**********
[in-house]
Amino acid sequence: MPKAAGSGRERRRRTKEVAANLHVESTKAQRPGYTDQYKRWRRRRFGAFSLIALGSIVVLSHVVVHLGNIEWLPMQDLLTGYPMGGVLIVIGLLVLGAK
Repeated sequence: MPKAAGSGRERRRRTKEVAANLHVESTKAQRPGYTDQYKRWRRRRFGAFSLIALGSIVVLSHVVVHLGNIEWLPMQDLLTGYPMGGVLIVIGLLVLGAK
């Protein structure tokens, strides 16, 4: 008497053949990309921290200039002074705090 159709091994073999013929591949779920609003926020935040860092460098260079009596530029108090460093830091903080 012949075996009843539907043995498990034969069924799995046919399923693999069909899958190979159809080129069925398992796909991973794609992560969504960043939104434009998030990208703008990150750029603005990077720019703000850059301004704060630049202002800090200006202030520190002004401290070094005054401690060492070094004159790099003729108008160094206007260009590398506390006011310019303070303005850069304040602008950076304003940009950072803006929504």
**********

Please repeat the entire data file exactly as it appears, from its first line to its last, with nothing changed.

[in-house]
Amino acid sequence: MPKAAGSGRERRRRTKEVAANLHVESTKAQRPGYTDQYKRWRRRRFGAFSLIALGSIVVLSHVVVHLGNIEWLPMQDLLTGYPMGGVLIVIGLLVLGAK
Repeated sequence: MPKAAGSGRERRRRTKEVAANLHVESTKAQRPGYTDQYKRWRRRRFGAFSLIALGSIVVLSHVVVHLGNIEWLPMQDLLTGYPMGGVLIVIGLLVLGAK
């Protein structure tokens, strides 16, 4: 008497053949990309921290200039002074705090 159709091994073999013929591949779920609003926020935040860092460098260079009596530029108090460093830091903080 012949075996009843539907043995498990034969069924799995046919399923693999069909899958190979159809080129069925398992796909991973794609992560969504960043939104434009998030990208703008990150750029603005990077720019703000850059301004704060630049202002800090200006202030520190002004401290070094005054401690060492070094004159790099003729108008160094206007260009590398506390006011310019303070303005850069304040602008950076304003940009950072803006929504």